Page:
ANALYSIS: Survey gives voice to brand managers - Research firm ORC International has established a panel of senior comms professionals to contribute views on brand management. Gidon Freeman reports on the panel's first findings

The results of the ORC Brand Insight Panel - supplied exclusively to PRWeek - make compelling reading for PROs and corporate comms advisers.

Researchers at ORC International will convene a quarterly panel of brand managers in in-house roles with a view to analysing how those in brand management view the ability of topical news events to shine or tarnish major corporate or product brands.

For the inaugural panel, ORC brand consultant Julia Willcock contacted more than 70 brand communicators - job titles ranged from comms director to V-P of marketing - who filled in an online questionnaire in which their core views were solicited and space was given to them to expound on how current affairs impact on major brands.

The first and most crucial topic under discussion in this first survey centred on the participants' thoughts on the relationship between the corporate comms and marketing function on the one hand and the customer relations function on the other.

For 33 per cent of those who took part, customer relations was guided by corporate brand values but established its procedures independently of communications.

For 16 per cent, communications established protocols for customer relations, in an effort to ensure brand image is consistent throughout the company and is monitored regularly.

For a further 16 per cent, regular meetings take place between customer relations and corporate comms departments on the best ways to promote the brand image. And for a similar-sized chunk, the customer relations unit operates with complete autonomy and is not seen as being fundamentally linked to the comms function. Eighteen per cent of those questioned either didn't know or would characterise the relationship in a manner not specified by the questionnaire.

One member of the panel - which responded anonymously - highlighted a trend in some companies of the two units working increasingly closely together: 'Communications is responsible for brand and consistency, while customer relations manages issues reactively and proactively. Linkage is now being established.'

ORC then turned its attention to two prominent issues - the state of the railway network and British membership of the euro - to tease out the views of those working at the sharp end of brand management.

Panelists were asked how train operating companies such as Virgin and Connex could protect their brands in the eyes of customers while the Government altered the regulatory framework within which they operated. 'Communication' came back as the rallying cry.

One respondent in packaging said that 'through open and clear communication and ensuring voice to the consumer' the brand would be protected in such a trying environment.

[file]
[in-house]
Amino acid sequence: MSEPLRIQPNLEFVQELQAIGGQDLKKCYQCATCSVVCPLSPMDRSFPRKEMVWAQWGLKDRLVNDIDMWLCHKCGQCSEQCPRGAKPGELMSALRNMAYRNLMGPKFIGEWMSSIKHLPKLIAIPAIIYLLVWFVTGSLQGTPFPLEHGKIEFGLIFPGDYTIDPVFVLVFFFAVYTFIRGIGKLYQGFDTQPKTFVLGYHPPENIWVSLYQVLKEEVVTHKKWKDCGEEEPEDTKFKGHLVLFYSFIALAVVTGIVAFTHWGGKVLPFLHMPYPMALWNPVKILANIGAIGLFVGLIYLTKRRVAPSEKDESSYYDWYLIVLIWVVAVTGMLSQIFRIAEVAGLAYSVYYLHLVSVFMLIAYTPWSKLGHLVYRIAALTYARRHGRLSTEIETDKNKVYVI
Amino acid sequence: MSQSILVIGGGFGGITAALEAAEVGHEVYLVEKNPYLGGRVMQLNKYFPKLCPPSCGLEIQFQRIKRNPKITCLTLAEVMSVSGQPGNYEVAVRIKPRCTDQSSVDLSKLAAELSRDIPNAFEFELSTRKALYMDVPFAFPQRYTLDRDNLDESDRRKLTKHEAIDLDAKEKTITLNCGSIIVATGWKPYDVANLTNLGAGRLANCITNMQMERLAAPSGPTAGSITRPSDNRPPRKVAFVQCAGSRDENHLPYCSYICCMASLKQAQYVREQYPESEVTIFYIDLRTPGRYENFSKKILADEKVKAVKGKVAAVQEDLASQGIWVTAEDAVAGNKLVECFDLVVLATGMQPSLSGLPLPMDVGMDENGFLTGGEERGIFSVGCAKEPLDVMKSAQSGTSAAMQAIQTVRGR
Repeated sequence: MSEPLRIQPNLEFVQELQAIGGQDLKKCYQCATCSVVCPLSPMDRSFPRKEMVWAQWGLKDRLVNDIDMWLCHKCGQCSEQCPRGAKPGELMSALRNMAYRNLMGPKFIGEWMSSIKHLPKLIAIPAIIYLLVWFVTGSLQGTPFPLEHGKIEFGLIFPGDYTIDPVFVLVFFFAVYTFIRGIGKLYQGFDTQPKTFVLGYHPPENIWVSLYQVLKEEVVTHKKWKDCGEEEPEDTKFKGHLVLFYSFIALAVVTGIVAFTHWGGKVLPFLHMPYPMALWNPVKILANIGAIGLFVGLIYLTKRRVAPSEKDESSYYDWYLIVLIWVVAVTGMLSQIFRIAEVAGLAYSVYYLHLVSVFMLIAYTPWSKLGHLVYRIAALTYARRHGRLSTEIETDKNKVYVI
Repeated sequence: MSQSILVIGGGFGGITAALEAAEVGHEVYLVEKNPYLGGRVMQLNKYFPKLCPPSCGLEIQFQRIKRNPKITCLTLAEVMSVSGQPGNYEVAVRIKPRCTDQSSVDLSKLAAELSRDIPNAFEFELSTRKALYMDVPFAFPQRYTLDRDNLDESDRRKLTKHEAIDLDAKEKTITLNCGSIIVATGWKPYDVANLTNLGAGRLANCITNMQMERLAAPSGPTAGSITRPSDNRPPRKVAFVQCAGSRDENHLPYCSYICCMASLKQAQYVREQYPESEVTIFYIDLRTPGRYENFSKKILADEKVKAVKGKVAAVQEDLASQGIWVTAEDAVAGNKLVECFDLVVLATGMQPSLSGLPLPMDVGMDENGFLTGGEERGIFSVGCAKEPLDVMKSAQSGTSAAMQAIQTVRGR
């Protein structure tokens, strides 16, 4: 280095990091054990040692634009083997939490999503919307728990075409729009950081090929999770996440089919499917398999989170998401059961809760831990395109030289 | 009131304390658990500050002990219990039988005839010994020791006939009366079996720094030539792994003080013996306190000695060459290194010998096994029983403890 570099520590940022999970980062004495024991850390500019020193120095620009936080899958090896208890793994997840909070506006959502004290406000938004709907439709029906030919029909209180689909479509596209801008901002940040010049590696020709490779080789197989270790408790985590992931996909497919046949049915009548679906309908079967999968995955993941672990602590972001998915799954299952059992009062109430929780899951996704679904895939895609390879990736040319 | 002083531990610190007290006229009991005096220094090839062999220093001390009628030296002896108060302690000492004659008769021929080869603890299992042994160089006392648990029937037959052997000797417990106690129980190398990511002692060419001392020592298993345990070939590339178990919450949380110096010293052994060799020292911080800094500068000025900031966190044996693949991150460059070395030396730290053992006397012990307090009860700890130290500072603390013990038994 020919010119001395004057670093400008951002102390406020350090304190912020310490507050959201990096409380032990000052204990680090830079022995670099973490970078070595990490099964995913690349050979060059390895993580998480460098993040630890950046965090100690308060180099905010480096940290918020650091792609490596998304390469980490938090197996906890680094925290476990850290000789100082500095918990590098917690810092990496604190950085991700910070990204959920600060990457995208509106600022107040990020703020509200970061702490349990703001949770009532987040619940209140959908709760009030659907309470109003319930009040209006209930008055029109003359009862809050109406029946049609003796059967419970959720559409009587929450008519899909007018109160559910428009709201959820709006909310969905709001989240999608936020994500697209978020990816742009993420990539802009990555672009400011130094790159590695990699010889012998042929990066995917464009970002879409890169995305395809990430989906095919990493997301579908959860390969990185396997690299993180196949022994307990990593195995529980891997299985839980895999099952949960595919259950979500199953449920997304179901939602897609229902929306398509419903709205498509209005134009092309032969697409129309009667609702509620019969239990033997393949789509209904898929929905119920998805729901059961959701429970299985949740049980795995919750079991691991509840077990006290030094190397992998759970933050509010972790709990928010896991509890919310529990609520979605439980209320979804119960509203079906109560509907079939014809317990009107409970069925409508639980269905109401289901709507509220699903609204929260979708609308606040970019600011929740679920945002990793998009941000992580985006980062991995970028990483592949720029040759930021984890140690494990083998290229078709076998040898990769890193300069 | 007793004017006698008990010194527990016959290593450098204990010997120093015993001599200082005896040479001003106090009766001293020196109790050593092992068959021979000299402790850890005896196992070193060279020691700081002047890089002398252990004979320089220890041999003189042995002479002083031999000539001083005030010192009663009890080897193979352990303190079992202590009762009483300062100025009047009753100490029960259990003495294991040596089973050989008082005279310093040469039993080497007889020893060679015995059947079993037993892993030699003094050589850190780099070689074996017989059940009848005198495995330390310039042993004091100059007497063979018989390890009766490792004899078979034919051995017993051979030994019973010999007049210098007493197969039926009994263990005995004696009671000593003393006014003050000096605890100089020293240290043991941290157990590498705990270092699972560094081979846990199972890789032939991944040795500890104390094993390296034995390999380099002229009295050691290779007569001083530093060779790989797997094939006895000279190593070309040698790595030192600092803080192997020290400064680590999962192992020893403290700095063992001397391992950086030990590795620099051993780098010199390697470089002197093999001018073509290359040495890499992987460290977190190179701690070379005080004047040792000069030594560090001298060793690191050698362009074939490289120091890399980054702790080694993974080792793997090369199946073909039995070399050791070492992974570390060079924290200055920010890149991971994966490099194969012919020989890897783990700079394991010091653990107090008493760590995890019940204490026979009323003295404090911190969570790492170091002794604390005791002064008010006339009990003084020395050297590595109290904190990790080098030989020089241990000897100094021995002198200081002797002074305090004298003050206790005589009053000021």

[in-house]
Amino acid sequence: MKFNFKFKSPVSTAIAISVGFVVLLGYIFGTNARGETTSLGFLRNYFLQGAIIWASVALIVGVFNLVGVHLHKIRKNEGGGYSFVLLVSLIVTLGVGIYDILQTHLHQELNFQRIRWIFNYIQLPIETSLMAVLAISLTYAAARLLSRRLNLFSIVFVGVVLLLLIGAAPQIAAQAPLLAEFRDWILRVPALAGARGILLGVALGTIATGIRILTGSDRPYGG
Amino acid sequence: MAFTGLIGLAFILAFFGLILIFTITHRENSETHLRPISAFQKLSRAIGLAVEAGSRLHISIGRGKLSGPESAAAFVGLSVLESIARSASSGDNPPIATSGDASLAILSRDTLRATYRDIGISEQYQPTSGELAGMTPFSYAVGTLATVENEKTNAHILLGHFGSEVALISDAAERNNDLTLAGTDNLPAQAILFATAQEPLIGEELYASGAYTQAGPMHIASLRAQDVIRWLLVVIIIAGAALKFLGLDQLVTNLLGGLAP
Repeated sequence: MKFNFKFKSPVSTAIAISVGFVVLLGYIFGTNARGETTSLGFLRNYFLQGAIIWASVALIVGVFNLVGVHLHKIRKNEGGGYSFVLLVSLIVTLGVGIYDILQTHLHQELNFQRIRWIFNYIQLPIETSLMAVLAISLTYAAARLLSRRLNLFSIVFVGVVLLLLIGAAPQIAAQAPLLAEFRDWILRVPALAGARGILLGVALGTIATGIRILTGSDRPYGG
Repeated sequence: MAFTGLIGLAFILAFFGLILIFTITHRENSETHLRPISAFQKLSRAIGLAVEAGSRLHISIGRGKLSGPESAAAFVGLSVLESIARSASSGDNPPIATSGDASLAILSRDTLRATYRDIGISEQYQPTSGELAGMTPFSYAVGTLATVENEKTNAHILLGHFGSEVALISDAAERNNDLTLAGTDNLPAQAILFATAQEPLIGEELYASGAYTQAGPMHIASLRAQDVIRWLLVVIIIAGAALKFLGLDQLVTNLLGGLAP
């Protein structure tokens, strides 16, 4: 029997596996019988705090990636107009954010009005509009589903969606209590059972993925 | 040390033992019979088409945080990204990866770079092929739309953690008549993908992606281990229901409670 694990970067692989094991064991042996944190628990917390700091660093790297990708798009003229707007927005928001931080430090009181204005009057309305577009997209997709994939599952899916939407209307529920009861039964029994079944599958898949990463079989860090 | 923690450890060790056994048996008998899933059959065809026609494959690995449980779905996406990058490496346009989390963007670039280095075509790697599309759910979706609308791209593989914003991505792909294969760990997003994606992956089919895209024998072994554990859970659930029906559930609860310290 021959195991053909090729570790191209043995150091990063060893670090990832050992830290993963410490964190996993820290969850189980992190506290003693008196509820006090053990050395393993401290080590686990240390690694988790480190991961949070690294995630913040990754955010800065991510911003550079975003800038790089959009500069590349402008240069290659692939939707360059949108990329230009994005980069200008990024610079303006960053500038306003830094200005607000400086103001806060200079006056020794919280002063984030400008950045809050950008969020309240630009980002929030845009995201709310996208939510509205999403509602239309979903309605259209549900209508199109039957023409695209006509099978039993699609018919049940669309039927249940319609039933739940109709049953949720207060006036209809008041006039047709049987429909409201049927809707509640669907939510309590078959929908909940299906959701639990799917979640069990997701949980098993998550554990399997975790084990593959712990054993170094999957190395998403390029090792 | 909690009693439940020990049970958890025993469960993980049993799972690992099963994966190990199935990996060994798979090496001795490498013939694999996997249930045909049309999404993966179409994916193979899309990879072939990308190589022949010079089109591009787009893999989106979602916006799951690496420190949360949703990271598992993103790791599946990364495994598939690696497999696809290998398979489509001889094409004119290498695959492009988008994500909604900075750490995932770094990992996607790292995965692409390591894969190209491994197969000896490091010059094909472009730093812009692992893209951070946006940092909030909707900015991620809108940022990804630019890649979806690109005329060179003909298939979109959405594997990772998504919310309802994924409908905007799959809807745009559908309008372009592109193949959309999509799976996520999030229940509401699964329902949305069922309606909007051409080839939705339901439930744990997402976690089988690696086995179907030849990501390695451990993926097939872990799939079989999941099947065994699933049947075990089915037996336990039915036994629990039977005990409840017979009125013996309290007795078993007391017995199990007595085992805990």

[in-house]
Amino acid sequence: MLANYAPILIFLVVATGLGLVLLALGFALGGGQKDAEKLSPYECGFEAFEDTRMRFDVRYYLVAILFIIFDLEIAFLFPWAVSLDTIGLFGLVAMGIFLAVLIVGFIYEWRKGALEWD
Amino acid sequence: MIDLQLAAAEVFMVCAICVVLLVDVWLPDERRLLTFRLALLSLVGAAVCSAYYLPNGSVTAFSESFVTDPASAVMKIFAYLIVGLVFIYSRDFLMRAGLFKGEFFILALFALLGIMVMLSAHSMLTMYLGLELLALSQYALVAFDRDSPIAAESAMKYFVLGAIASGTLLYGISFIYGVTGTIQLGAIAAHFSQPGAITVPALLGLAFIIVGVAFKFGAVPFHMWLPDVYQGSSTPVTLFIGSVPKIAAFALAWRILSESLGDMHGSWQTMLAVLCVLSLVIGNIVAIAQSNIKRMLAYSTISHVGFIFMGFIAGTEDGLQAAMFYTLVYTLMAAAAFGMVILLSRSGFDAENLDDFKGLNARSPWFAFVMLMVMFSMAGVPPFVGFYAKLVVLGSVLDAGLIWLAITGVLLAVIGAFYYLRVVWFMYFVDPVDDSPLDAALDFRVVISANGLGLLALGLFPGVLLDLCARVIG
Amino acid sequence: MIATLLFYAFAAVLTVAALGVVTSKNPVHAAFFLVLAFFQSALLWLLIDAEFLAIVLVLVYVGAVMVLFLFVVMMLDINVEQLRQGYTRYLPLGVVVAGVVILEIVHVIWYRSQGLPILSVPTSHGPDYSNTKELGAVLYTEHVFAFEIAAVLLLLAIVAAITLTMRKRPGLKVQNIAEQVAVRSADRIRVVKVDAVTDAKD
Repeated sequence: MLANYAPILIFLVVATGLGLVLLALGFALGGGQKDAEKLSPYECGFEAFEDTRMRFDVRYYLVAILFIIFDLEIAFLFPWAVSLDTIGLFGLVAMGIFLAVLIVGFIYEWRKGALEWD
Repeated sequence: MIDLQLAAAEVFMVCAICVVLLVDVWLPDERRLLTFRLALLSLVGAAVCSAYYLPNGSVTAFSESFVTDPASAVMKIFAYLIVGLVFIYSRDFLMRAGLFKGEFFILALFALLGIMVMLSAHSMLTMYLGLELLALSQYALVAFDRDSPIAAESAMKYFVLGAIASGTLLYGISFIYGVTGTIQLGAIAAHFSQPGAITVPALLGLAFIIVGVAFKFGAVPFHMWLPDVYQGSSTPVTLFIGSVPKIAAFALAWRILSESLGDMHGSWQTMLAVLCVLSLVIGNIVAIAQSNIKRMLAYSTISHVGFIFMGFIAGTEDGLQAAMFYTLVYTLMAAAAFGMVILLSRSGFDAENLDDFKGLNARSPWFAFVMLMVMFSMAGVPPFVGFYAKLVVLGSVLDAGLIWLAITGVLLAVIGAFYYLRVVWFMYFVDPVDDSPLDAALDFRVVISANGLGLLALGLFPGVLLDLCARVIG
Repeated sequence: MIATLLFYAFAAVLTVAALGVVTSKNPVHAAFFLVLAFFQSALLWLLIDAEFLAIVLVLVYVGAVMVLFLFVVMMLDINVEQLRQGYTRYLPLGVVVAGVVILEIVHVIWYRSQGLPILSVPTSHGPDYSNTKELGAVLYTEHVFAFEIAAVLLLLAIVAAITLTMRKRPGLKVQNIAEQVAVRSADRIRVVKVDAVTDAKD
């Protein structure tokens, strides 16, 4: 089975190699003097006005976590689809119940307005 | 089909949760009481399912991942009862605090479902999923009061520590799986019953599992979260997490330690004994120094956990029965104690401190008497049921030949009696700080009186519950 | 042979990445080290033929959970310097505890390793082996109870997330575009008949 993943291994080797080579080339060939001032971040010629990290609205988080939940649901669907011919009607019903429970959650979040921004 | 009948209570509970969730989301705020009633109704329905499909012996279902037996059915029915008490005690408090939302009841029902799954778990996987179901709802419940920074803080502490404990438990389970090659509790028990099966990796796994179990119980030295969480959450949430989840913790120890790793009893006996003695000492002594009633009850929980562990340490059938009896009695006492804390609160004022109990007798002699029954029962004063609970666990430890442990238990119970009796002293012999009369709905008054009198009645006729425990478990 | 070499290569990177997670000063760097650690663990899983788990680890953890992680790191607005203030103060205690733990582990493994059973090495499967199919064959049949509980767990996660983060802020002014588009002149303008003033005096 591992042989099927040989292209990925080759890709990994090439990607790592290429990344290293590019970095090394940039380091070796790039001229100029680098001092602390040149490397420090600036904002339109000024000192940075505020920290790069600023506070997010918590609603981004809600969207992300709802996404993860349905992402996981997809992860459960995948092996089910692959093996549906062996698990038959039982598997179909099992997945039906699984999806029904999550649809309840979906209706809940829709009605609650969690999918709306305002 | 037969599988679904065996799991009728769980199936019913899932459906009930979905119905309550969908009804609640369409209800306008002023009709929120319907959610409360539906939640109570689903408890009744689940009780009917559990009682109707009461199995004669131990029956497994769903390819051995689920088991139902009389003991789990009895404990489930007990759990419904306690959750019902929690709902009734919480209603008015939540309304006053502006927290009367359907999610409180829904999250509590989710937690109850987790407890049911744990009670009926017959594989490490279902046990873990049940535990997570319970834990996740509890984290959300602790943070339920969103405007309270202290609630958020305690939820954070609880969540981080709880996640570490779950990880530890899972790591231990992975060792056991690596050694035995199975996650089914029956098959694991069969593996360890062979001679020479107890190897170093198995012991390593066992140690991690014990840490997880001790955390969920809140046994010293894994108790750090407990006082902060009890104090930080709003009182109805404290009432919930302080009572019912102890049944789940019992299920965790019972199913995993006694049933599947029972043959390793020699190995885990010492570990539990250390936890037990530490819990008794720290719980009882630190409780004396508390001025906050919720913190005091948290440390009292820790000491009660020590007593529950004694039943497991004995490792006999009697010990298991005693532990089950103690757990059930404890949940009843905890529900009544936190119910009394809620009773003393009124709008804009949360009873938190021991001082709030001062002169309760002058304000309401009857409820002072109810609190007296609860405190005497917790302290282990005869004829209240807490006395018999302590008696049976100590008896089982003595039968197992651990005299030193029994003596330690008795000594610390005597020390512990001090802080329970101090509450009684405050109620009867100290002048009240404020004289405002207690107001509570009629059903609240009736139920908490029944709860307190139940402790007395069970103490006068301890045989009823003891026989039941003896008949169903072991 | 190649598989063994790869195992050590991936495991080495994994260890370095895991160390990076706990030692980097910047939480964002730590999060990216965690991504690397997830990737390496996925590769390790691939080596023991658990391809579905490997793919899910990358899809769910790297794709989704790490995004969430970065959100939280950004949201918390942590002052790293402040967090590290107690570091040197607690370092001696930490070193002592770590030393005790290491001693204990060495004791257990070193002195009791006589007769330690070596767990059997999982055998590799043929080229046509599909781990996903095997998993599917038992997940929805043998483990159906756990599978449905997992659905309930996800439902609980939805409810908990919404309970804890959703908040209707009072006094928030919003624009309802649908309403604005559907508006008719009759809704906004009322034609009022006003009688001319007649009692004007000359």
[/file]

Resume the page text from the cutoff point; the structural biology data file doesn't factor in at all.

A cosmetics sector specialist told the researchers: 'They need to communicate clearly to customers the things they can't control, but demonstrate that they are lobbying, to improve infrastructure, which causes customer dissatisfaction.'

The basics of good comms remain important: '(Brand protection is possible) by identifying and communicating a realistic brand promise. Passengers would respect this more than something that is not deliverable,' said a financial arena respondent.

But further to this, there was some consensus that closer working between customer relations and corporate comms would help deliver brand value.

One automotive sector participant told ORC: 'They should talk to customers to explain the constraints they are working under and more importantly listen to them, and show willing to reimburse fares and apologise in response to poor service.'

But all is not lost, at least in terms of how comms thinking can inform customer relations approaches. The view was clear: 'Trains are bound to be delayed until the infrastructure is overhauled, so Virgin and other operators need to enhance the time onboard.'

For the euro, panelists were asked whether the 'brand' identity of Britain would be debased by joining. Happily for the pro-euro lobby, one of the respondents thought Britain was in danger of losing its identity, though caution was urged by some panelists.

The vast majority - 64 per cent - said losing the pound would not deprive Britain of its unique identity. Fifteen per cent agreed that Britain would lose world status if the UK joined since the pound is a stable currency. Eleven per cent agreed that Britain's possible loss of identity would be a much-needed sacrifice to protect its economic performance in the future. The UK brand, it seems, is more durable than previously thought.

Further issues will be assessed in the next Brand Insight Panel, the findings of which will be published in May.

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